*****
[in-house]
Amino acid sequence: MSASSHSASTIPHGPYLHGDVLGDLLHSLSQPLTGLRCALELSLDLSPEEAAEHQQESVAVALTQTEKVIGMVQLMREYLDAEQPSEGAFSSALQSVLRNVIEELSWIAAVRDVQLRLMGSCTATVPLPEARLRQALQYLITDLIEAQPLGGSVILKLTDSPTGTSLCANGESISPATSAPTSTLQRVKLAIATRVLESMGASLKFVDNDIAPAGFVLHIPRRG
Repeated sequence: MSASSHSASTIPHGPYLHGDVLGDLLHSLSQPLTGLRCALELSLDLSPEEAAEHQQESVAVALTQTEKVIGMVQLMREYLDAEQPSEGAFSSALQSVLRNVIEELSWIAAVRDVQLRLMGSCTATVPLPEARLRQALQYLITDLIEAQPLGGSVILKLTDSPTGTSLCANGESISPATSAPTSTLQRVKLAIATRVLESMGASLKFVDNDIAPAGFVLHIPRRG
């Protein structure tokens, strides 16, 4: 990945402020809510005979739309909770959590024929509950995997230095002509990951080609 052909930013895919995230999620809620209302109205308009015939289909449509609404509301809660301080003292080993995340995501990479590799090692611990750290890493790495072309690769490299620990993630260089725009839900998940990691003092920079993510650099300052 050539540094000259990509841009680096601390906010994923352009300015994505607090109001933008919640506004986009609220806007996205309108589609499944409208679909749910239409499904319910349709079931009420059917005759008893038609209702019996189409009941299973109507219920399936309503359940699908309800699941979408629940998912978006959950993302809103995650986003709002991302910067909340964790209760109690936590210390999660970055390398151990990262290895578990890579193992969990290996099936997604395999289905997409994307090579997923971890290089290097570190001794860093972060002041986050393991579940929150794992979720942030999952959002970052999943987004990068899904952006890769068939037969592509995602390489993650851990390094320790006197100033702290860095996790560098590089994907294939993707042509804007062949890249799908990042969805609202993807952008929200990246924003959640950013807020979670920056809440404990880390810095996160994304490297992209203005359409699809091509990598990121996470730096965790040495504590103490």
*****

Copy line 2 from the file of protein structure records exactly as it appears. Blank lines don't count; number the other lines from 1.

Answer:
Amino acid sequence: MSASSHSASTIPHGPYLHGDVLGDLLHSLSQPLTGLRCALELSLDLSPEEAAEHQQESVAVALTQTEKVIGMVQLMREYLDAEQPSEGAFSSALQSVLRNVIEELSWIAAVRDVQLRLMGSCTATVPLPEARLRQALQYLITDLIEAQPLGGSVILKLTDSPTGTSLCANGESISPATSAPTSTLQRVKLAIATRVLESMGASLKFVDNDIAPAGFVLHIPRRG